KR Tutor Site: bringing a small college prep company's values to life in their web presence.

KR tutor, an in-home pre-college tutoring company in suburban Chicago, needed a website update. They needed a designer to update and streamline their website, and better communicate their company’s values to convert new users.


To summarize the summary of the summary:

Through the design company Phlint, I was given the task of redesigning the landing page for a small tutoring business in the Midwestern United States.* The KR Tutor* team specializes in college essays and tutoring for preparatory exams such as the SAT and ACT. They seeked a designer who could interpret and bring the company values to life with strong branding and UI.

*Prompt and project not sponsored nor commissioned by KR Tutor.

Role: Product Designer
Tools Used:
Pen and paper, InVision, Adobe Illustrator

The Problem

The website was out of date, and they needed a design update as well as a visual and technical audit of their current website. How do we convey their company values in a way that will attract new customers and keep them engaged?


My process followed the following structure:

Explore, Understand, Evaluate, Sketch, Expound

(Based on Susan Verba’s Sponge, Filter, Voice)


for deeper understanding.

In order to design the best web presence for KR Tutor, I first immersed myself in their current website to determine where the problems lay from both technical and design perspectives.

In short, there was a lot to work with.

KR Tutor Screenshots, April 2017

Some salient discoveries were:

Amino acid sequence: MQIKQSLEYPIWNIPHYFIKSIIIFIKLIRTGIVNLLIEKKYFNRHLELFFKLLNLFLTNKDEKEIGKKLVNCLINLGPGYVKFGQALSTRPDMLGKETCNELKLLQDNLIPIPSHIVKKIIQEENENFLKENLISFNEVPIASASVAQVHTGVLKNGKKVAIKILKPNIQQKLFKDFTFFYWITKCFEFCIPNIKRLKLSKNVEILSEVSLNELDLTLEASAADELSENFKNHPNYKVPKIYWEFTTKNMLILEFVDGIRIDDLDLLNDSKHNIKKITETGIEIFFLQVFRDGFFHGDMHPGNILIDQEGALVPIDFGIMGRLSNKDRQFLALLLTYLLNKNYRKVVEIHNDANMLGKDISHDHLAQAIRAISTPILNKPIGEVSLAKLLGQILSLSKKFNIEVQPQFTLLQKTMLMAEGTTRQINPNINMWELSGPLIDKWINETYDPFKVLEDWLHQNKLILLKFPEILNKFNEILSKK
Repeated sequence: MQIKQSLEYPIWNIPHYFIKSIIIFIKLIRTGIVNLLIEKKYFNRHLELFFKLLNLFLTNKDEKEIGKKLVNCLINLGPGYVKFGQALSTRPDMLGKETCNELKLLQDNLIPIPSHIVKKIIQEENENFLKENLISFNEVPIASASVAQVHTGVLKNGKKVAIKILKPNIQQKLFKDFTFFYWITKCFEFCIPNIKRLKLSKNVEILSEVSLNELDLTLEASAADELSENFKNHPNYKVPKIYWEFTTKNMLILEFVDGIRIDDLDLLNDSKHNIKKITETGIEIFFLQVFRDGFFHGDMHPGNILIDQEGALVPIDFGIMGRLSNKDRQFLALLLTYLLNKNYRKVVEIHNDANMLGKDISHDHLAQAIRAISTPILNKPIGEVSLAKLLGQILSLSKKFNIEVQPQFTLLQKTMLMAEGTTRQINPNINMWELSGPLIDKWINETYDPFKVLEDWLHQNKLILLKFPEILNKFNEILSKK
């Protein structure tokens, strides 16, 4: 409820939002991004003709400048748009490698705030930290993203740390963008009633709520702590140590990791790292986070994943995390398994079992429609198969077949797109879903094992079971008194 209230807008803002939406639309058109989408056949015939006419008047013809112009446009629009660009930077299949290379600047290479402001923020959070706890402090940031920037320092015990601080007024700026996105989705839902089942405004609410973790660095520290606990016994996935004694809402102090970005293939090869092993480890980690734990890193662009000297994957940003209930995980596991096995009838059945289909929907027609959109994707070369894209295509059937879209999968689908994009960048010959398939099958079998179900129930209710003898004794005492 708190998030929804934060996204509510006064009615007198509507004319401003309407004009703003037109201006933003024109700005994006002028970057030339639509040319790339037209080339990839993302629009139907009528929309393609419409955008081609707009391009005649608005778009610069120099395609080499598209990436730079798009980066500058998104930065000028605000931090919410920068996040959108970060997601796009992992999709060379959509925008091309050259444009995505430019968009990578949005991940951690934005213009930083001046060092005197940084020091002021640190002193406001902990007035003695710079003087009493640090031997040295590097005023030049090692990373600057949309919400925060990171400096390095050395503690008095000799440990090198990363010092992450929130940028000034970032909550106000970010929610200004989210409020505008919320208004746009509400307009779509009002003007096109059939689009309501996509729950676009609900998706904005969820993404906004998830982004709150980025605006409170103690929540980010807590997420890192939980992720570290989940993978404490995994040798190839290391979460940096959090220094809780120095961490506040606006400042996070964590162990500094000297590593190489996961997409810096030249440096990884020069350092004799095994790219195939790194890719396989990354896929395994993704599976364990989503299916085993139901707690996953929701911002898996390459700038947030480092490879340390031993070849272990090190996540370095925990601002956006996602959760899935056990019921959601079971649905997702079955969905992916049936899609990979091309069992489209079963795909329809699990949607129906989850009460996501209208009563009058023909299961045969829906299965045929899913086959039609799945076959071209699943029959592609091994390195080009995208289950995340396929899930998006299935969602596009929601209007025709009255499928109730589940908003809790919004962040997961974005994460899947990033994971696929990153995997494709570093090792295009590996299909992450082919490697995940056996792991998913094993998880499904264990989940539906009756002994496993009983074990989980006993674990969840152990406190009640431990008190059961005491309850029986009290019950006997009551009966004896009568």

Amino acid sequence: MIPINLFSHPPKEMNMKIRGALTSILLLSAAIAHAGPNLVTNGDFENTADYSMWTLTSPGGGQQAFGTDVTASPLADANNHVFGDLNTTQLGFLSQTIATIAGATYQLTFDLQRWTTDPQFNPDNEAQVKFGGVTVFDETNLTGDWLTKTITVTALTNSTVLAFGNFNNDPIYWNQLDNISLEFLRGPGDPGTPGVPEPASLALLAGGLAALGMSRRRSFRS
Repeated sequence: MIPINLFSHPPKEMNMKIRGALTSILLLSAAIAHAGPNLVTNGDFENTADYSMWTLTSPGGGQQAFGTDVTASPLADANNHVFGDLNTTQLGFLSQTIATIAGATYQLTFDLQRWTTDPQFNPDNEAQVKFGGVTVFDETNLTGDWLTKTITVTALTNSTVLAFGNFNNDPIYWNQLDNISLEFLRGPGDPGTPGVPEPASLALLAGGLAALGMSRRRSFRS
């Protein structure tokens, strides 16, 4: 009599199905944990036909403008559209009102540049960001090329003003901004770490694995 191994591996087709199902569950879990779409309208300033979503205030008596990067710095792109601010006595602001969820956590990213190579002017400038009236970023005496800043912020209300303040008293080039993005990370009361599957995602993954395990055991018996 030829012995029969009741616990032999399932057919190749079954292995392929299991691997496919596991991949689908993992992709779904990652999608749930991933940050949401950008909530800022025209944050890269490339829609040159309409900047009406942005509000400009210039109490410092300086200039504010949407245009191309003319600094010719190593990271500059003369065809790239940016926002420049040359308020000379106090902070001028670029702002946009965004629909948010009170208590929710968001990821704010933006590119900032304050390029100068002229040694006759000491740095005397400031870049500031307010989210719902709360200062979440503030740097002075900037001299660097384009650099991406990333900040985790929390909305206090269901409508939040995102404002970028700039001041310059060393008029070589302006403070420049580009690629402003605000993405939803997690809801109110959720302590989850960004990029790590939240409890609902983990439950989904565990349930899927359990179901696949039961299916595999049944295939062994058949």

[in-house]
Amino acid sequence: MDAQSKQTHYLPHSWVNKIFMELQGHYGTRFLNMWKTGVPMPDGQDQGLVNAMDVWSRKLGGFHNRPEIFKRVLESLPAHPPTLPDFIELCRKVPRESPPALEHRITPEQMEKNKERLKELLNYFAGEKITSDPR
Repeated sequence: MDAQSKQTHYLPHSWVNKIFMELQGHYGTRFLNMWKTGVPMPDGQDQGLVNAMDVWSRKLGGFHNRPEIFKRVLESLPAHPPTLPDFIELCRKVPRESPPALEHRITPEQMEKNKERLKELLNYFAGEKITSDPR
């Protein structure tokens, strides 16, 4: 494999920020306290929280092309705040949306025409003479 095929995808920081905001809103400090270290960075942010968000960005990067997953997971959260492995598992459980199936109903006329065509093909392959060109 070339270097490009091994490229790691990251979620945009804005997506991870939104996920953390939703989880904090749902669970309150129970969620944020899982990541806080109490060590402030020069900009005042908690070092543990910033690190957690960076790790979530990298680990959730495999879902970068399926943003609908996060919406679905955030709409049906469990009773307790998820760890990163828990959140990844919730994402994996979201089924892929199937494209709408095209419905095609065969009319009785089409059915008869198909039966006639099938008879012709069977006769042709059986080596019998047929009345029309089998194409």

1. The website was not responsively coded or designed, This makes viewing on mobile devices difficult; that is significant, since 2 of every 3 minutes spent online are on mobile devices. *
  2. *Source: comScore via Hubspot.
  3. There are three typefaces in the Impresa Wordpress theme. This is visually distracting, and doesn’t add to the practical value of the site.
  4. Contact information is not available anywhere on the website, which will drive away 44% of website visitors. * According to 51% of people, this is the most important element missing from many company websites. *
  5. *Source: KoMarketing, via Hubspot.


a.k.a. how to conduct user research when your users are 2000 miles away.

The next question was: who are KR Tutor's users? KR Tutor’s clients are parents in the midwest seeking college preparatory tutoring for their high-school age kids. Because data fromKR Tutor was sparse, I did outside research in order to make educated, statistics-based conclusions.

SAT tutoring in the Western Surburban area of Chicago costs $55 per hour on average *, so I inferred that the users are likely to be middle-class income families, which implies a median household income of $54,726. ** Given that the parent that is using the website is likely to be working as well, that results in a short viewing period, leaving not a lot of time for successful conversion.

*Source: Thumbtack (
**Source: Best Places (


I carefully compiled a list of the values that KR Tutor possessed and presented as a company as seen on their website:

Then came the challenge of translating company values into design values that I could carry with me into the site design. Converting the philosophical into the visual resulted in this: